FEMA Disaster Contracts Lost and Misplaced — DHS IG Finds Piles of Boxes and Papers

Jun 16, 2009 7:37pm

ABC News' Jason Ryan reports: With Hurricane season just over 2 weeks old the Department of Homeland Security Inspector General has released a report finding that FEMA needs to improve how it handles it's disaster management contracts finding lost files, misplaced boxes and general shambles in the offices that oversaw billions of dollars of contracts. The DHS audit focuses on FEMA's Acquisition Management Division (AMD) which oversees the contracting of services during a disaster ranging from shelter, to food and ice shipments and other essential services.

The agency which encountered sever criticism in the wake of Hurricane Katrina has instituted some logistical reforms in mobilizing assets to disaster areas but the new report by the DHS Inspector General, which was conducted by Foxx & Company and independent public accounting firm found serious problems with FEMA's disaster contracting records.  "After we selected a sample of contracts to review, it took AMD more than 2 months to provide the 32 contracts. Two of the contracts could not be located and substitute contracts had to be selected; however, the first substitute contract could not be located and another had to be selected. None of the files were in electronic format, which would have made them more accessible." 

According to the report, "A senior AMD management official said that 'Lots of files are  missing—probably 30%.'” 

The Inspector General's review noted that part of the problem with finding the records could be attributed to the moving of the Acquisition Management Division's offices from FEMA's Headquarters building to a location called Patriot's Plaza about 2 blocks away in downtown Washington. The result of the move had the centralized file room strewn with open and ripped boxes, folder's laying about and stacks of papers laying around which contained the contracts.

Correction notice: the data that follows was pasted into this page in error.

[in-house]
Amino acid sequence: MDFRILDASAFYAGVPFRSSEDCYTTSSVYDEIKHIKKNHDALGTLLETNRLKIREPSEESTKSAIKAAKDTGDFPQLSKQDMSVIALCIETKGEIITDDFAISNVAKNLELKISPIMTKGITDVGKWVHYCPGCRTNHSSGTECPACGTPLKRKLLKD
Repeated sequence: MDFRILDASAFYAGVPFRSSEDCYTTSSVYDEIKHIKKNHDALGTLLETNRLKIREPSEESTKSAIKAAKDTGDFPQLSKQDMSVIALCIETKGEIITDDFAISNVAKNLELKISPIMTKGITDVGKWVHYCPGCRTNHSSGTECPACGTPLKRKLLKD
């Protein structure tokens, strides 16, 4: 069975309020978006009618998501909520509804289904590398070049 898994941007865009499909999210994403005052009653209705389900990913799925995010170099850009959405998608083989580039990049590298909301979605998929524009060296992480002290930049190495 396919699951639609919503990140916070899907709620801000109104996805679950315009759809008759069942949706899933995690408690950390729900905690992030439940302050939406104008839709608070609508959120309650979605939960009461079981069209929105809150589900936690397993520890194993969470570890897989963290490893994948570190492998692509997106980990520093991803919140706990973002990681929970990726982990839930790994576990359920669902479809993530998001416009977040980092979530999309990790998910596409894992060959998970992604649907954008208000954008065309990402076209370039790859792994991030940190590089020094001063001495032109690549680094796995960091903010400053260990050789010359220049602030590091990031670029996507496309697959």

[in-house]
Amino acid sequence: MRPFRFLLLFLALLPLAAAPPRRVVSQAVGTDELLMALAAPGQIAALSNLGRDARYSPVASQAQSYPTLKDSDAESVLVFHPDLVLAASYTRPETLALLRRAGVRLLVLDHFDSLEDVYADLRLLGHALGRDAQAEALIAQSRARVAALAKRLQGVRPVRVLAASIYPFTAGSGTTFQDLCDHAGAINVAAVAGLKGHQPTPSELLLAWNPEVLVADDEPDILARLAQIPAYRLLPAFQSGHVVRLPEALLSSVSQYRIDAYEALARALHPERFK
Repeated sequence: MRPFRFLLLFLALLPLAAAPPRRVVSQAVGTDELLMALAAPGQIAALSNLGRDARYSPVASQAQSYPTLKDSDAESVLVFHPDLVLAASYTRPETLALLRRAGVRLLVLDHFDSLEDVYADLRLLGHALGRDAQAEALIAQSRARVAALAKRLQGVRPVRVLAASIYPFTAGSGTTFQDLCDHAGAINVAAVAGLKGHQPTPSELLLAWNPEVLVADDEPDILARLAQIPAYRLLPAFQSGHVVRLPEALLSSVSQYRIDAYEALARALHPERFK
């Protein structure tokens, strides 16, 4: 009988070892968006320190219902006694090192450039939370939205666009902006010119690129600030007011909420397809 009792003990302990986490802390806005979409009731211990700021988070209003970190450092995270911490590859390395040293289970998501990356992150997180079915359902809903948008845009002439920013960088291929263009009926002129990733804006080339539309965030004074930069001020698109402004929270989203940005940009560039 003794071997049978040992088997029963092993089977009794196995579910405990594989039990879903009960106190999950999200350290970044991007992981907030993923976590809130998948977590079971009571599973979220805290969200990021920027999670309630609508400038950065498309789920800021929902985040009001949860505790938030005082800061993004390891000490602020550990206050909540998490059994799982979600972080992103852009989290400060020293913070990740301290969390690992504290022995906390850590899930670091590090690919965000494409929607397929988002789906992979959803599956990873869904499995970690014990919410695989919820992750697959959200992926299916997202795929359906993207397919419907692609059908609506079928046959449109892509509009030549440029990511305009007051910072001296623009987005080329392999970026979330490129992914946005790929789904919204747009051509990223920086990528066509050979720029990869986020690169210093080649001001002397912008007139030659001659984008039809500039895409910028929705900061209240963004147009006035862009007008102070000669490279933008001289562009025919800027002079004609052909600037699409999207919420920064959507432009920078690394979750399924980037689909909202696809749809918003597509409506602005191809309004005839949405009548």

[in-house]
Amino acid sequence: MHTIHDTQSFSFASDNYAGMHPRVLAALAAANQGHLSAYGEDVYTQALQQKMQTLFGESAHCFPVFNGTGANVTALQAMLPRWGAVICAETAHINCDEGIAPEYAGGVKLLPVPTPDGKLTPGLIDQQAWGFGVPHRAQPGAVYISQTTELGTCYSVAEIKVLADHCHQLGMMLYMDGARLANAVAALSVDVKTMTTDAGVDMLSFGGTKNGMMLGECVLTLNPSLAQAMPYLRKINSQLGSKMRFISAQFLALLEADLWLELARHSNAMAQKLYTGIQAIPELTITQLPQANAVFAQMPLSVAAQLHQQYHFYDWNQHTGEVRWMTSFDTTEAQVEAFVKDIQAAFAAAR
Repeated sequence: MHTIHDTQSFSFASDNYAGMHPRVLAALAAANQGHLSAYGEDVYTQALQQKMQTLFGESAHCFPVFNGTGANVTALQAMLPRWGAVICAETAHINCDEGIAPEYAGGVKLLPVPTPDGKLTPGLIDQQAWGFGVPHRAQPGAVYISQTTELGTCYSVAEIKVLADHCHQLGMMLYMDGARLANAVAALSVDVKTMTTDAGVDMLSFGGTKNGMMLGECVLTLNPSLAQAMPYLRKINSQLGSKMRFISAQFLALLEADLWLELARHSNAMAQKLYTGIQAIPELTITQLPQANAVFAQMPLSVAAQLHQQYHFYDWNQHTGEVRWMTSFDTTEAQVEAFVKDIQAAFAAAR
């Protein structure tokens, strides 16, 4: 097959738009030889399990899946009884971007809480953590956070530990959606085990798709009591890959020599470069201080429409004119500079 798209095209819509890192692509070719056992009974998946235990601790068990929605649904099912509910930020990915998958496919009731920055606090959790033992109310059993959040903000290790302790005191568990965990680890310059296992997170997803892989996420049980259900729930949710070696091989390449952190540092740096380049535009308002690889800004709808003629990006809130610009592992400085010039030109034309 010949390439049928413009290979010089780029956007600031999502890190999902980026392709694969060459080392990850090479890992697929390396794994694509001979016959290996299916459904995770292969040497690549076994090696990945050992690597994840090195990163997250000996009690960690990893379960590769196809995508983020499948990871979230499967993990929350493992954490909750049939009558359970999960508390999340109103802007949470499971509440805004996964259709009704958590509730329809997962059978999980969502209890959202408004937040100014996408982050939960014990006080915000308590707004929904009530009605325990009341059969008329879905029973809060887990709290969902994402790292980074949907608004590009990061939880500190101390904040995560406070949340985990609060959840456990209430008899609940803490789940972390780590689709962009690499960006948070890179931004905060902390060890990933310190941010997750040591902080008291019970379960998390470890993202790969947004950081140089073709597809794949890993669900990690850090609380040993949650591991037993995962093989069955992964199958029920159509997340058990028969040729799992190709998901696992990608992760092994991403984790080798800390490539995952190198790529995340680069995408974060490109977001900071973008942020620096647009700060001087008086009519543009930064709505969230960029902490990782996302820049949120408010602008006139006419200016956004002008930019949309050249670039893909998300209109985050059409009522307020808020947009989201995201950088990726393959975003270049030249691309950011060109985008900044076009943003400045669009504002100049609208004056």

See the before and after pic here.

According to the report FEMA has now organized a central records facility for the contracts and documents. The official leading the project told the audit team in the report, “There was no formal system in place and no one was responsible for centrally managing or monitoring the contract files.”  The report notes that as of October 2008 80% of the files have been organized and scanned into an electronic database.

The report which tracked disaster response contracts in Fiscal Year 2007 noted, "FEMA’s AMD needs an effective contract management system to identify, manage, or monitor the contracts. It did not have a consolidated list of disaster contracts awarded in FY 2007 readily available and it took more than a month for AMD to compile one." 

"FEMA’s tracking, managing, and monitoring of contracts needs improvement. Several contracts requested could not be found in a timely manner; some could not be found at all. Most of the contract files reviewed needed to have more documentation to demonstrate effective communications and knowledge transfer between contracting officials."  The report noted. 

The report found that FEMA was not in compliance with Federal Acquisition Regulations or DHS' own contracting policies which resulted with FEMA not being able to quickly identify deficiencies in contract performance and the inability to accurately track contracting costs. In recent years according  to the Inspector General's review FEMA spent $1.5 Billion in fiscal year 2007 and due to the Gulf Coast hurricanes in 2005 FEMA's spending for fiscal year 2005 and 2006 was $5 Billion and $6 billion respectively.

Asked about the Inspector General report at a press conference today FEMA Administrator Craig Fugate said he was still reviewing the report and said, "I will not be surprised to find that I'm going to agree with a lot of the findings.  That['s] one of the things that we started doing with the post-Katrina emergency management reform act was to build an acquisition staff and bring in people to manage and acquire and do things in such a way — We didn't really have that capability in earlier disasters, so it was a challenge."

You are using an outdated version of Internet Explorer. Please click here to upgrade your browser in order to comment.
blog comments powered by Disqus